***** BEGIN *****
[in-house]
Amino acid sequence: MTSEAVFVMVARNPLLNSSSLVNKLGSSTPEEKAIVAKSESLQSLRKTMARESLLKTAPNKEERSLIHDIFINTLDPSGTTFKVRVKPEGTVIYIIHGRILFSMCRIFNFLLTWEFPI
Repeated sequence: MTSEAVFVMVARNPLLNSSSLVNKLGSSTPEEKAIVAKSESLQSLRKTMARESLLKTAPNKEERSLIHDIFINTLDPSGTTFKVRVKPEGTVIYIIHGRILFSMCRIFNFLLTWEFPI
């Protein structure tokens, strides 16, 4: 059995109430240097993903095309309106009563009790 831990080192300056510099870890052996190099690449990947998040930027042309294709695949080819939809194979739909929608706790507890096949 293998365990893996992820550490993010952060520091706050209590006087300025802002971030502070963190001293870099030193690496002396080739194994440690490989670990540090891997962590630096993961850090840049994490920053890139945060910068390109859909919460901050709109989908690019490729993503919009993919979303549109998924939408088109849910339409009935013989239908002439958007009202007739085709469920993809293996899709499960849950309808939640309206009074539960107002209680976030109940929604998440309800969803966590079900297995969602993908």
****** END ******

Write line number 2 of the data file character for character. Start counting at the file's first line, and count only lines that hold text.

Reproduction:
Amino acid sequence: MTSEAVFVMVARNPLLNSSSLVNKLGSSTPEEKAIVAKSESLQSLRKTMARESLLKTAPNKEERSLIHDIFINTLDPSGTTFKVRVKPEGTVIYIIHGRILFSMCRIFNFLLTWEFPI